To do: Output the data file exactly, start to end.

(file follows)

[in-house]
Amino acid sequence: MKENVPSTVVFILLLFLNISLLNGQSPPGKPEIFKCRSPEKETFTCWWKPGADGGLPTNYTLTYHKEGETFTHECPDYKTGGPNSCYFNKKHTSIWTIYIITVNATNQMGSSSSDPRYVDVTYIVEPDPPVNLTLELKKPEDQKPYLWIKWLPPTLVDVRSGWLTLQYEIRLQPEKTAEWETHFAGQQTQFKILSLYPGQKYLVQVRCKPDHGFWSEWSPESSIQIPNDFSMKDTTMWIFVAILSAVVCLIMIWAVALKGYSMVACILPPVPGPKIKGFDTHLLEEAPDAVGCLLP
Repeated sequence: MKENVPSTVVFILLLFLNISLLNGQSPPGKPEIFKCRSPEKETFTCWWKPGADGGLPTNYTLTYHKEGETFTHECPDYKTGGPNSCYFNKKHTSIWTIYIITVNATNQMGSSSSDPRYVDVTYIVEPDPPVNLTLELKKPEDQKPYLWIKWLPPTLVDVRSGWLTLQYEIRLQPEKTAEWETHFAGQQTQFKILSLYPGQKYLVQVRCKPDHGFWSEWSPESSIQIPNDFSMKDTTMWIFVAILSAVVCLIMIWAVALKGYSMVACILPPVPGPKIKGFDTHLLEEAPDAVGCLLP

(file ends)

[in-house]
Amino acid sequence: MKENVPSTVVFILLLFLNISLLNGQSPPGKPEIFKCRSPEKETFTCWWKPGADGGLPTNYTLTYHKEGETFTHECPDYKTGGPNSCYFNKKHTSIWTIYIITVNATNQMGSSSSDPRYVDVTYIVEPDPPVNLTLELKKPEDQKPYLWIKWLPPTLVDVRSGWLTLQYEIRLQPEKTAEWETHFAGQQTQFKILSLYPGQKYLVQVRCKPDHGFWSEWSPESSIQIPNDFSMKDTTMWIFVAILSAVVCLIMIWAVALKGYSMVACILPPVPGPKIKGFDTHLLEEAPDAVGCLLP
Repeated sequence: MKENVPSTVVFILLLFLNISLLNGQSPPGKPEIFKCRSPEKETFTCWWKPGADGGLPTNYTLTYHKEGETFTHECPDYKTGGPNSCYFNKKHTSIWTIYIITVNATNQMGSSSSDPRYVDVTYIVEPDPPVNLTLELKKPEDQKPYLWIKWLPPTLVDVRSGWLTLQYEIRLQPEKTAEWETHFAGQQTQFKILSLYPGQKYLVQVRCKPDHGFWSEWSPESSIQIPNDFSMKDTTMWIFVAILSAVVCLIMIWAVALKGYSMVACILPPVPGPKIKGFDTHLLEEAPDAVGCLLP